I was recently asked, ''What is the most exciting picture you've ever taken?'' It isn't one of the thousands of pictures that I've taken all over the world. It is a picture I took last year in my own yard - a photograph of my daughter taking her first steps.
There she is with a huge smile on her face, baggy shorts falling down to her knees, tenuously making her way toward me across the unmowed lawn. Behind her is my wife, cheering her on with a jubilant expression that I'm sure mirrored mine.
Behind almost every camera aimed at a child is a parent with the burning desire to capture the meaningful moments of family life. By applying a few basic rules of good photography, parents can improve the quality of these pictures soon to fill the family album.
An old adage in photography says that if the picture isn't good enough, the photographer wasn't close enough. Almost universally a good photograph is one in which the subject fills the frame. Try to move in close to your child and eliminate any peripheral distracting elements. Include in the viewfinder only those things that are relevant to your child's activity. If, for example, you're taking a picture of your child solving a puzzle, try to find an angle that shows only the child and the pieces of the puzzle and little else. There is nothing more bothersome to me than a picture of our daughter at play in our living room looking as though she is wearing the television antenna on her head.
Also, try to remain as inconspicuous as possible. This may seem contradictory to what I have just told you about moving in close, but children do have the capacity to be completely absorbed in what they're doing. Keep them interested in what they're involved in by keeping a running dialogue (or monologue) going about what a ''great bridge you're building,'' or ''Do you think you can stomp all the water out of that puddle?'' Believe me, it is possible to move in close and still not be a distraction.
If you have a camera that will accept interchangeable lenses, think about getting a lens in the 85- to 105-mm range. These are medium telephoto lenses that are excellent for portraits and allow you to remain just far enough away so you won't be in the midst of your child's play.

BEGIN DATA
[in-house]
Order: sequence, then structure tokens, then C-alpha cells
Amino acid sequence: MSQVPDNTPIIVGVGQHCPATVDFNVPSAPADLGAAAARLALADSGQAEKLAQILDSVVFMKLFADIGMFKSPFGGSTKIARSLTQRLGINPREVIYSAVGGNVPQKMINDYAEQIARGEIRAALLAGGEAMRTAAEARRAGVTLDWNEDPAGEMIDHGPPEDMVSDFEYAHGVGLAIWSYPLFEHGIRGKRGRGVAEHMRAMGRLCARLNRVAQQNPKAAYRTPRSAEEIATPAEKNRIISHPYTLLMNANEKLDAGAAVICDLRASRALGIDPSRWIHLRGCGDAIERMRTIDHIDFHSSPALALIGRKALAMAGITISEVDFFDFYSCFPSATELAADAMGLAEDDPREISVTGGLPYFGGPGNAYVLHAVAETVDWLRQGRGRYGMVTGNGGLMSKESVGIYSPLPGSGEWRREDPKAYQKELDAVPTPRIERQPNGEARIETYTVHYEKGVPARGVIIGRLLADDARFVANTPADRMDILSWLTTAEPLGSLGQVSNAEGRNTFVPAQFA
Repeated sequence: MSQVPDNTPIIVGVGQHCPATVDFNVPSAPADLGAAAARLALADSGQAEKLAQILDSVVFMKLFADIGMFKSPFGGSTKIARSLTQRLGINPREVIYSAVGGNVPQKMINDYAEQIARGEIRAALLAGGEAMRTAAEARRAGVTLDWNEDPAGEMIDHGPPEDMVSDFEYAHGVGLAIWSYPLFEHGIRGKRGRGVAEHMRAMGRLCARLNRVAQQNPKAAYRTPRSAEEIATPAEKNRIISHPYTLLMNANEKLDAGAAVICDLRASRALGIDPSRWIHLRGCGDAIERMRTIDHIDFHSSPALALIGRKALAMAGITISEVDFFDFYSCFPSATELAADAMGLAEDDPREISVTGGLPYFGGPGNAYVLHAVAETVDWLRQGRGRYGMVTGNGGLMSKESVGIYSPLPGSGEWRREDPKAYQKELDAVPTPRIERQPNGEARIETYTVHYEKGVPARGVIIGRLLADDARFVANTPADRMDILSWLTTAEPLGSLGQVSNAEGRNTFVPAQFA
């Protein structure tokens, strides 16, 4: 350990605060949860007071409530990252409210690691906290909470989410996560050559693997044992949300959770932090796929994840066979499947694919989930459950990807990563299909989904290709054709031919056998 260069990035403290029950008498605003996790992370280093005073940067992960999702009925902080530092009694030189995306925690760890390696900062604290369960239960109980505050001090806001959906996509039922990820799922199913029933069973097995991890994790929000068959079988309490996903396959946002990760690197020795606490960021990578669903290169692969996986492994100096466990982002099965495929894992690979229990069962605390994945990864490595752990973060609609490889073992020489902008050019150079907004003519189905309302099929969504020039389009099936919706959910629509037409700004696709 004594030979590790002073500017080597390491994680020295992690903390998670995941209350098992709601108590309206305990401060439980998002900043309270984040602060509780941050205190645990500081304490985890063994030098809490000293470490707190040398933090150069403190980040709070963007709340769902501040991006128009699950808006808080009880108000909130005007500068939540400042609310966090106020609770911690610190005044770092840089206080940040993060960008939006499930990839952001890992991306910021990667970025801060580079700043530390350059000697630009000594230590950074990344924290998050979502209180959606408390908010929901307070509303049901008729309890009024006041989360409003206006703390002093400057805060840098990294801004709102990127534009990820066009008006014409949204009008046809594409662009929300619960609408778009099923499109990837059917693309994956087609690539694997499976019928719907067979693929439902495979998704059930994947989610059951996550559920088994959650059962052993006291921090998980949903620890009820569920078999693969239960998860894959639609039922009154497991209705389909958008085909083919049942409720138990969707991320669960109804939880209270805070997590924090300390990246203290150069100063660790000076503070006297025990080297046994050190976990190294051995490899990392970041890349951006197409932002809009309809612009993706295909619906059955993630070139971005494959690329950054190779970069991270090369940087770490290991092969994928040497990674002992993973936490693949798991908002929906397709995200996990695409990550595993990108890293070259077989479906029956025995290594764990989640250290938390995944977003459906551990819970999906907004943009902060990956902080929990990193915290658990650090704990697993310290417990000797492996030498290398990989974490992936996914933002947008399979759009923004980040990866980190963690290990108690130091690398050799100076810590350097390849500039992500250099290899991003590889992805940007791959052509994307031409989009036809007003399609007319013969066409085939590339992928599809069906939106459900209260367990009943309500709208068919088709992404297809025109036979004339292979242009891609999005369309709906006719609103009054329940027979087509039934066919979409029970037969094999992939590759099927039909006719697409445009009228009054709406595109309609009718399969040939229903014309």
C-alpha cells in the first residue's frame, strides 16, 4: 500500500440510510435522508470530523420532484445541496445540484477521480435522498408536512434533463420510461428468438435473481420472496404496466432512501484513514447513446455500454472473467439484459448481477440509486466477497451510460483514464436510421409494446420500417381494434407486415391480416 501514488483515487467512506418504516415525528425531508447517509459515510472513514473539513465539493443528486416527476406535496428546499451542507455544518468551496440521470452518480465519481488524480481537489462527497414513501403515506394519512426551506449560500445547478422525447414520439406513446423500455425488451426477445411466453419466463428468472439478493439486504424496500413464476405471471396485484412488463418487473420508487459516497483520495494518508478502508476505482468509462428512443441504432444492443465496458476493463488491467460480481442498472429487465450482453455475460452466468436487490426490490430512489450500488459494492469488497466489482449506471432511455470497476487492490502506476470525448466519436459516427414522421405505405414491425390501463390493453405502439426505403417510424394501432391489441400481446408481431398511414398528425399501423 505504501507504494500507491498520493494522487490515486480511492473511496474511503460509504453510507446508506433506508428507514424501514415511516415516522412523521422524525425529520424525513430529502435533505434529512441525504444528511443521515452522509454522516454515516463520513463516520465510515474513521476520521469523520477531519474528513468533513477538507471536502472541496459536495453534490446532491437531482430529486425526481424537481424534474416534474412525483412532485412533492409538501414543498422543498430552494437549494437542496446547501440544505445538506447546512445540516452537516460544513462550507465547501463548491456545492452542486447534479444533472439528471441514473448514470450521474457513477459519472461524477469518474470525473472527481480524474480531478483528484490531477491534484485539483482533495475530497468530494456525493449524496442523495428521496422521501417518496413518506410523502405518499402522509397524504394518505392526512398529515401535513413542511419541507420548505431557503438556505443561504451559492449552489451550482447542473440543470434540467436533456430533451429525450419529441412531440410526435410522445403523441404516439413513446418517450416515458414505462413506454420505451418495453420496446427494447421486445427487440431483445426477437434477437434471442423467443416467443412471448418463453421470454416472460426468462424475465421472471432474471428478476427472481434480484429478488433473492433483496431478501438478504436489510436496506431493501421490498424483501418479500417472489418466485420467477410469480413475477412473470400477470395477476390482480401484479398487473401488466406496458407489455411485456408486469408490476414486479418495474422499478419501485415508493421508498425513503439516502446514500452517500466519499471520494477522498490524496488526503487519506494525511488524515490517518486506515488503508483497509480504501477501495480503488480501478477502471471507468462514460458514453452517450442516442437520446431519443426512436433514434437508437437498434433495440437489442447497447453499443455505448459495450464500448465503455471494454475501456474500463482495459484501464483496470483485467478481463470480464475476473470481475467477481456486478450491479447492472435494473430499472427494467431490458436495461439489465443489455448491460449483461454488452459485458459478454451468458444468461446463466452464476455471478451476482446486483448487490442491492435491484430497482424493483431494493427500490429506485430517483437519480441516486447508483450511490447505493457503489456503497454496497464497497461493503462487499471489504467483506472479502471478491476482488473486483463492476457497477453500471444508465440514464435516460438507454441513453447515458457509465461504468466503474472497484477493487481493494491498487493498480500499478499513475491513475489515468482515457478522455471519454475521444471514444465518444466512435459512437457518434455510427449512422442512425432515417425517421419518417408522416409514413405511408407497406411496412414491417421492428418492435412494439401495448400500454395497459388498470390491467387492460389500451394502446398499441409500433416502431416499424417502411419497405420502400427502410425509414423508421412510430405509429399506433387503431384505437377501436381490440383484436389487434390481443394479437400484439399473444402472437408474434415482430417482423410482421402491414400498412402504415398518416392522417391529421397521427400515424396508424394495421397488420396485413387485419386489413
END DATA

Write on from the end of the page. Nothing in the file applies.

The next suggestion may seem obvious - and pardon me for sounding like your scoutmaster - but the key to capturing memorable pictures of children is to ''be prepared.'' I hate to admit that even as a professional photographer I have missed a few shots of our daughter because we ran out of film. Like an avid investor checking the business pages for the closing prices of her stocks in a bull market, my wife now scans the advertising supplements of our Sunday paper in search of special prices on film. Take advantage of these sales and stock up so you'll always have a few extra rolls on hand.
If your camera uses batteries, it is also a good idea to have an extra set of these stashed away.
In putting together our family album I've come to realize that it comprises two types of photographs. One is the standard ''snapshot'' which documents various developmental stages of our daughter's life; the others go beyond this mere chronological recording and capture the mood of the moment in which they were taken. It is the second category that will always have the most meaning to us.
Of course, in our album we have the obligatory ''first birthday party'' shot. But among those images that go beyond the mere snapshot are the ones that show the perplexed look our daughter had upon meeting her first baby sitter; pure contentment as she sits on a park bench eating her first ice cream cone with two of her friends; and the delighted smile that reflects the special love she has for her grandmothers.
These all have more meaning for me than most of the snapshots, for each time I view them they evoke the same feelings I had when I took them. In each I feel I've caught the essence of the moment in a visual image that will always help me relive those wonderful times.
We all miss opportunities to take some pictures of our children that we'd really like to have. All parents carry within their hearts and thoughts a scene that they don't have a picture of - yet it is something that they would always like to remember. These may vary from your daughter running out to greet you upon your returning home from work, to the contemplative moments your son spent studying an acorn in the late afternoon autumn light.
In many instances it is not too late to capture these situations on film. In fact, when you take the time to think about the picture you'd like to have, you are more likely to come up with an image that conveys the mood of the situation than if you had just taken a quick snapshot the first time you saw it. A little preparation always pays off.
A photograph I took of my wife reading to our daughter is just such a picture. It captures the love of language that my wife has always had and that my daughter now shares. I took it several weeks after first seeing the scene and after thinking about how I'd always like to remember it.
Another approach that will produce some excellent pictures is to give yourself the assignment of telling through your pictures what a day in the life of your child is like. Devote a whole roll of film to this project - you'll realize the expense was a wise investment when you see the unique pictures that come from following your child around for an entire day with your camera always ready.
Start right away in the morning by trying to capture your youngster's enthusiasm for a new day, and end with the serene scene of tucking her in at night.
You might even want to repeat this ''day in the life''' project every six months to a year to keep track of your child's various interests and activities and to see the various routes taken on the ever fascinating voyage of discovery.